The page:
However, if recycled materials are not suitably processed, they can be a source of contaminants. Along these lines, Regulation (EU) 2022/1616 on recycled plastic materials and articles intended to come into contact with foods, and repealing Regulation (EC) No 282/2008, was adopted at the end of 2022.
It sets out suitable technologies to ensure the quality of recycled plastic materials. At AIMPLAS, we carry out studies to verify the effectiveness of companies’ decontamination processes. We also participate in different projects to develop technologies for decontamination of polyolefins in food contact applications, as well as other projects to make packaging safer in general.
New Spanish Law 7/2022, which establishes a tax on the amount of non-recycled plastic used in non-reusable packaging, should also be taken into account. This measure is expected to be transposed into other Member States’ national legislation in the coming years.
The law aims to reduce the negative effects of generating and managing waste as much as possible, based on the principles of the circular economy, for more efficient use of resources. These measures encourage the increased use of recycled plastic in packaging intended to come into contact with food.
It must therefore be considered that recycling processes and raw materials from recycled plastic can be a source of BPA in products because BPA may be present even when it has not been intentionally added to the material. It is therefore crucial to keep track of these substances and carry out relevant tests to ensure that they are not present in materials in concentrations that may be hazardous to health.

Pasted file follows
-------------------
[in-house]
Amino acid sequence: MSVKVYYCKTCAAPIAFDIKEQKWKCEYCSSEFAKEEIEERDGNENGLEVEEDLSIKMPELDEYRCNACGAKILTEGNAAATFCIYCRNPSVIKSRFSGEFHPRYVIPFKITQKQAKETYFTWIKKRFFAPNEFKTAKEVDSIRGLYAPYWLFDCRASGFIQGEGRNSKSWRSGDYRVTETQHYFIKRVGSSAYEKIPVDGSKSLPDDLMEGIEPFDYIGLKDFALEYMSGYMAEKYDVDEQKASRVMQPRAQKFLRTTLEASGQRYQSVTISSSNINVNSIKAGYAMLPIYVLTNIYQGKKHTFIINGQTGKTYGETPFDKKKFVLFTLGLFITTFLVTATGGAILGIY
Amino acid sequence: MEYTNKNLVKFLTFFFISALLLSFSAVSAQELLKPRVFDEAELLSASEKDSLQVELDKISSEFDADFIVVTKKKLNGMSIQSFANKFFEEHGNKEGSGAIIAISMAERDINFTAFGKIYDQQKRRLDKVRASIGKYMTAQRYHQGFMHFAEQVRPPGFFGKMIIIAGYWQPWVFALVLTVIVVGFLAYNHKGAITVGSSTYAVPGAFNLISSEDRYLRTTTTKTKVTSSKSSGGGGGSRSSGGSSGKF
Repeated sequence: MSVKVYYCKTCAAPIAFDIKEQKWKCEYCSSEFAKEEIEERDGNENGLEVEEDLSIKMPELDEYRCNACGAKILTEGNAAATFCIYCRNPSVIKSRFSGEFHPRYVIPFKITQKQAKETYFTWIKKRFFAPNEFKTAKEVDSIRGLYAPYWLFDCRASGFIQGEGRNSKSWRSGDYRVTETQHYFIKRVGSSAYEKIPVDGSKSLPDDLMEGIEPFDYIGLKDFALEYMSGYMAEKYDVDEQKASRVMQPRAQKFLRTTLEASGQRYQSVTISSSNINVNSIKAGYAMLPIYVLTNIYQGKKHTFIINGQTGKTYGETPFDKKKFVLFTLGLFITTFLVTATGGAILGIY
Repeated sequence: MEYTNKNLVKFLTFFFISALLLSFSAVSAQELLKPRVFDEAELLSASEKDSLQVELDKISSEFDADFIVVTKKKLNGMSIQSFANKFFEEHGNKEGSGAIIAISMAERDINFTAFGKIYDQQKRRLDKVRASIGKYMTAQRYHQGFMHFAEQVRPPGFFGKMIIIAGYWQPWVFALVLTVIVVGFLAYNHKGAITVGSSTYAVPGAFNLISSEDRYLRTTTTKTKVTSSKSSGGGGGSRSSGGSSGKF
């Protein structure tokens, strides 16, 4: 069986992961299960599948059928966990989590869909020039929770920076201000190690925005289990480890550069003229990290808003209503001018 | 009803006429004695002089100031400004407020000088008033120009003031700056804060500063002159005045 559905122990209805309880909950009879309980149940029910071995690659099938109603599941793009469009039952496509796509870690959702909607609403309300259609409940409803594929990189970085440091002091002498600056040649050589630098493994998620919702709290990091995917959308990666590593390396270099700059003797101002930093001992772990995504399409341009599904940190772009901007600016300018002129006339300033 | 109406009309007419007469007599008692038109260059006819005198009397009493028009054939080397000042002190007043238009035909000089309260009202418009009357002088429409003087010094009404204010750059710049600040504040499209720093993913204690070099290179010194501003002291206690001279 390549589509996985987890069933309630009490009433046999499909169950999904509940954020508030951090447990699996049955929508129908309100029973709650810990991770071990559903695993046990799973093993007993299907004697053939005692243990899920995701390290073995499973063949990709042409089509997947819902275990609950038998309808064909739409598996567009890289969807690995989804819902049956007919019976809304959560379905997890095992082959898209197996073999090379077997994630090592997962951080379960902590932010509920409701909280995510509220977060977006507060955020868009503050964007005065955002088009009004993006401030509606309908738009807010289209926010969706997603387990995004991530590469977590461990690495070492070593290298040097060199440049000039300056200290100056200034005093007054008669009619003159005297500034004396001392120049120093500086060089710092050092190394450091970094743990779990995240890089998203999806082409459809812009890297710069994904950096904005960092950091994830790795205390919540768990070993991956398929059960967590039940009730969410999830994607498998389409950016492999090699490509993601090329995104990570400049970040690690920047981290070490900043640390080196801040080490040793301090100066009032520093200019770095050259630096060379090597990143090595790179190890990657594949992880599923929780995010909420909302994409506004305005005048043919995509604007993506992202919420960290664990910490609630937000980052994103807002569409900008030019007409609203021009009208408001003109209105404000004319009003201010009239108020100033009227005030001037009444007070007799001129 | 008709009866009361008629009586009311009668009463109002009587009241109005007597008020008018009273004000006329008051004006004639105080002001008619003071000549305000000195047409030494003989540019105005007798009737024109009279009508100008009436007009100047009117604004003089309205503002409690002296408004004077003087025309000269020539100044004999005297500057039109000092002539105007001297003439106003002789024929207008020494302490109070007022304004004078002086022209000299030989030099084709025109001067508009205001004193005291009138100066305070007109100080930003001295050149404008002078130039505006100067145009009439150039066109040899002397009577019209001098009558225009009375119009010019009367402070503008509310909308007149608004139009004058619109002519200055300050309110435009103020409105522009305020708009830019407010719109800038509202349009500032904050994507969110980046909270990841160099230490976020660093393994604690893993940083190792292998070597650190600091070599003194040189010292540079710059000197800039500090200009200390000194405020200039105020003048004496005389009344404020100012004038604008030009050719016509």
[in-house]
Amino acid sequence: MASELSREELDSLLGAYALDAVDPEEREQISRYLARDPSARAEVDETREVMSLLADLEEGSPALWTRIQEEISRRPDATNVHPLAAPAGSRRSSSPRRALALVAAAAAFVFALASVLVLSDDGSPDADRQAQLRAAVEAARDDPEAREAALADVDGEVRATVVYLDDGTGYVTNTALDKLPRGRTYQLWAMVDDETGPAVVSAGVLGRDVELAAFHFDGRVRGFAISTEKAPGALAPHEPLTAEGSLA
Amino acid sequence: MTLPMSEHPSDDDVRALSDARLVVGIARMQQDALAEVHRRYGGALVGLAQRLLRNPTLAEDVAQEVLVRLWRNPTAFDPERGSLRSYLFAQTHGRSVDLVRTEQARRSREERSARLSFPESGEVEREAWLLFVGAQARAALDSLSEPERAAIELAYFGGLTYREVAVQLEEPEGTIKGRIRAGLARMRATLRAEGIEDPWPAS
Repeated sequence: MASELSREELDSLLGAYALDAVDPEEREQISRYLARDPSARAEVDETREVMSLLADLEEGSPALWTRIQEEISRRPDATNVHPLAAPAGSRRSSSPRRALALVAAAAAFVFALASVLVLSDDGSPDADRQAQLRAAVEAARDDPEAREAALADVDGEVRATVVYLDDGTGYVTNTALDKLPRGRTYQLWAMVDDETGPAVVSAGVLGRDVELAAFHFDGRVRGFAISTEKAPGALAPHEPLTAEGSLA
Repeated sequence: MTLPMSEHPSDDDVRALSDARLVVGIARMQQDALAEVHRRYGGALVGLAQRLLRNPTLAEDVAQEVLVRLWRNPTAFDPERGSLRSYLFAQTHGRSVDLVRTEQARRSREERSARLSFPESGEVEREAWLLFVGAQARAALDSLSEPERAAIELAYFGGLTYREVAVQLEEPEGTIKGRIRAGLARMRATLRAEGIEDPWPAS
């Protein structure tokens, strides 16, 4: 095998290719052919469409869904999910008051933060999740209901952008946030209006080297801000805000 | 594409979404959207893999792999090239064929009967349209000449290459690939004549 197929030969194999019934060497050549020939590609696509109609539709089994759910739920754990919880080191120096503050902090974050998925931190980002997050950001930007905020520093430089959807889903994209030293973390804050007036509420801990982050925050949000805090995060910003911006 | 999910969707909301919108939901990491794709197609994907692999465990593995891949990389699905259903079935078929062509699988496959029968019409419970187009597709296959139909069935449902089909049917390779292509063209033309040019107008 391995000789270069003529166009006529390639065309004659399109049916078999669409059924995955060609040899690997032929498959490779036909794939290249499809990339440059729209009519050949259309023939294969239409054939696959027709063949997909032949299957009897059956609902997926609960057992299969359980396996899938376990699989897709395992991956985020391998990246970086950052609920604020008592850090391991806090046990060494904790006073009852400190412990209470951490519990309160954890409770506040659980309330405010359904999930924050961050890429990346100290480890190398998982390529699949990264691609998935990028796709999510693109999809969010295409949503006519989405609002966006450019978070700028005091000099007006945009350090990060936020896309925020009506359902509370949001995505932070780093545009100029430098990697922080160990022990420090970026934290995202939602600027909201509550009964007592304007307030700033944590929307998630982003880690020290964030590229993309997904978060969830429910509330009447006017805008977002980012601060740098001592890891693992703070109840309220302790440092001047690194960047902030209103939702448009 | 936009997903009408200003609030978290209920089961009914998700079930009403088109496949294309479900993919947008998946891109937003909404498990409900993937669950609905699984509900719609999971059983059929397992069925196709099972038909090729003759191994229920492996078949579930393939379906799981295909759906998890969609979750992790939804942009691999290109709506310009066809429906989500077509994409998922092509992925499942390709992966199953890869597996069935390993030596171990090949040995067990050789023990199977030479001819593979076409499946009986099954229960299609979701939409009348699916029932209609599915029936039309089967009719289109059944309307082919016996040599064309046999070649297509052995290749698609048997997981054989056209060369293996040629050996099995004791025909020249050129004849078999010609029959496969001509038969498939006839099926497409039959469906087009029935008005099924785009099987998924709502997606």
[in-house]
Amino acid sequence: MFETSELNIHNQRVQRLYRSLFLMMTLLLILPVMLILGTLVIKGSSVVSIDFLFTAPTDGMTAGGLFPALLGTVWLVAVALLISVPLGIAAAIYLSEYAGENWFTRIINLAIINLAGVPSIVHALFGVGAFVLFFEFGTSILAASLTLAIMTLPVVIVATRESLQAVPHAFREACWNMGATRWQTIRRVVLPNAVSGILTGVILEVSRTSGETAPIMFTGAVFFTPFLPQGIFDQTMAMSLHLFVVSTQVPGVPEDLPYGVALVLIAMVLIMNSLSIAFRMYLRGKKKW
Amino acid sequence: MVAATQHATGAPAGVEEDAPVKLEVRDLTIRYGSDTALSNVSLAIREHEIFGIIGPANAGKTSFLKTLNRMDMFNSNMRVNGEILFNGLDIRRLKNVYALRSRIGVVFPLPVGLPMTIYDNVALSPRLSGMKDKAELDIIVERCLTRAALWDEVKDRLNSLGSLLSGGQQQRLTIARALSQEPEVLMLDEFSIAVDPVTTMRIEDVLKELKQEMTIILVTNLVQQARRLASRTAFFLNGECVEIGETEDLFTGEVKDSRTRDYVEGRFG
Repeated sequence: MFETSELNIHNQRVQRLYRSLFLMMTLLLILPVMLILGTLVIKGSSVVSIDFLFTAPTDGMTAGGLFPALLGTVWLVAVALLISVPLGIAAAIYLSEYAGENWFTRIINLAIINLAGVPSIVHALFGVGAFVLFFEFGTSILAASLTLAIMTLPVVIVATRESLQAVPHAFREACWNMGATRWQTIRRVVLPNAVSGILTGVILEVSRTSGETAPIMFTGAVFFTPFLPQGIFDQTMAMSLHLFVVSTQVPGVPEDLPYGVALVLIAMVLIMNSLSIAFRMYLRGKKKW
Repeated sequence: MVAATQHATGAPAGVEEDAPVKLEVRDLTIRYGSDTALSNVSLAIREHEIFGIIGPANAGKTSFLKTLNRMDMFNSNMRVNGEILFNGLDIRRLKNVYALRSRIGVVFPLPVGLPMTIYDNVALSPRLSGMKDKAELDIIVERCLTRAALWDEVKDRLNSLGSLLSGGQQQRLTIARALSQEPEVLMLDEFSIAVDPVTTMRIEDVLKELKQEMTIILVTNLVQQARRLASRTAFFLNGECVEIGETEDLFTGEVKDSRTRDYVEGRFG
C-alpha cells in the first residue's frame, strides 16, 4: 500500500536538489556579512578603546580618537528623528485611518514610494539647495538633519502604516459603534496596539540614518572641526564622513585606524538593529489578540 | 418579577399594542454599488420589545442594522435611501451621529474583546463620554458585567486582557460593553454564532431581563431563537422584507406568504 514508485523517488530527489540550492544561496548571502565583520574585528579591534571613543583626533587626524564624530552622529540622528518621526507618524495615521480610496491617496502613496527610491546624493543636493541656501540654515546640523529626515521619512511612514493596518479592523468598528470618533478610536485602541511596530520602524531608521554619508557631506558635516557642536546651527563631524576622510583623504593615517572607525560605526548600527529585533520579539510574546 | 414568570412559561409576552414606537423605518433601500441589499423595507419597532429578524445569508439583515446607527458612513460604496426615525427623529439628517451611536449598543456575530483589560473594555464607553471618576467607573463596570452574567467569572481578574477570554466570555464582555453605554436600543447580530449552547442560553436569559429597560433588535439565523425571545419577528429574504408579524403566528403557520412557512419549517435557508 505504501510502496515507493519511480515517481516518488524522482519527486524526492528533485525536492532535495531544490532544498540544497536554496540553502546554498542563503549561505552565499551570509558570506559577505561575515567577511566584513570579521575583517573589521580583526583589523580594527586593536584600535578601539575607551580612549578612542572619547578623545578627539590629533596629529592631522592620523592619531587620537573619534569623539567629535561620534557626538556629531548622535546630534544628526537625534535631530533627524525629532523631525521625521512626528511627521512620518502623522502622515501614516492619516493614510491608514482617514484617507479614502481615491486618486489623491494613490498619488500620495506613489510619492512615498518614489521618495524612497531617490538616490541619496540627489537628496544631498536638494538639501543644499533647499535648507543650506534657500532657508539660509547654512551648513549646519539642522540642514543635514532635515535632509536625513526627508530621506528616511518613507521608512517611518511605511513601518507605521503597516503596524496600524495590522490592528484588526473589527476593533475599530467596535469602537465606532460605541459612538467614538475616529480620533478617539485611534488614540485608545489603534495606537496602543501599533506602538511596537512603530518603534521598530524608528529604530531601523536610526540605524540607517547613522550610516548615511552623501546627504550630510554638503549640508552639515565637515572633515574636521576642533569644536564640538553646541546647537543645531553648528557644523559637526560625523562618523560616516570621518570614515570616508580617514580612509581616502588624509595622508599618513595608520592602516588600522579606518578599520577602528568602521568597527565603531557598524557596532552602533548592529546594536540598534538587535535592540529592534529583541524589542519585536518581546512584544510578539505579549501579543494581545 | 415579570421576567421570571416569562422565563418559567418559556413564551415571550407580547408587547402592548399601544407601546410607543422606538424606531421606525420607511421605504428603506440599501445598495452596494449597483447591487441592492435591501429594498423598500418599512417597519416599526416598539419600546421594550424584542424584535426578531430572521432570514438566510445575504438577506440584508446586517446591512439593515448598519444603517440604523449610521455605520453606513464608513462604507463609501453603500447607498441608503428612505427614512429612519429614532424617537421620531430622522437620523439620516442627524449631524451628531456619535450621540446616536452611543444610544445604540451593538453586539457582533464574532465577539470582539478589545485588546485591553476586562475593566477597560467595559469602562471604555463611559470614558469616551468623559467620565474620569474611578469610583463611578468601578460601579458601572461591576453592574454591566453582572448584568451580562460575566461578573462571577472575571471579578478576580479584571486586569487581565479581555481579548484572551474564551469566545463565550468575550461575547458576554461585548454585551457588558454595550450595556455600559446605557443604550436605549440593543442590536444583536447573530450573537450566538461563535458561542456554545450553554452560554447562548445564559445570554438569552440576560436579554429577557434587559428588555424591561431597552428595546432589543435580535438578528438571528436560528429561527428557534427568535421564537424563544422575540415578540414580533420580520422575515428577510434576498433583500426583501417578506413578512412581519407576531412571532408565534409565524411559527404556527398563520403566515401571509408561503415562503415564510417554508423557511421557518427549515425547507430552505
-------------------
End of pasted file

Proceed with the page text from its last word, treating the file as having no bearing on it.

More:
Food packaging control is essential to ensure that there is no risk to human health based on currently stipulated limits. AIMPLAS offers companies advice and analysis of different bisphenols using highly sensitive chromatographic methods.
The method used at AIMPLAS to analyse bisphenols is high-performance liquid chromatography combined with mass spectrometry, which allows the detection and quantification of substances at trace levels. The advantage of this method is its high sensitivity and selectivity, which makes it extremely effective for complex matrices such as plastics and food simulants. It can also be used to simultaneously detect several bisphenols in a single analysis.
The study can be performed in two ways: a) on food simulants after migration tests, in which the conditions of actual use of the material (type of food, temperature and contact time) are taken into account, and b) directly on the material by extracting the compounds of interest with solvents, which makes it a more restrictive test.
The equipment used by AIMPLAS is able to detect and quantify limits below those currently set by Regulation (EU) 10/2011, which stipulates a maximum specific migration limit of 0.05 mg/kg of food simulant. This enables companies to be one step ahead of future requirements.
Regarding these new trends, AIMPLAS is working on R&D projects involving bisphenols and new coating systems designed to reduce, eliminate or encapsulate the content of endocrine disruptors as much as possible. Each project is expected to lead to several specific applications based on their regulatory compliance and functionality as defined by their technical characterization.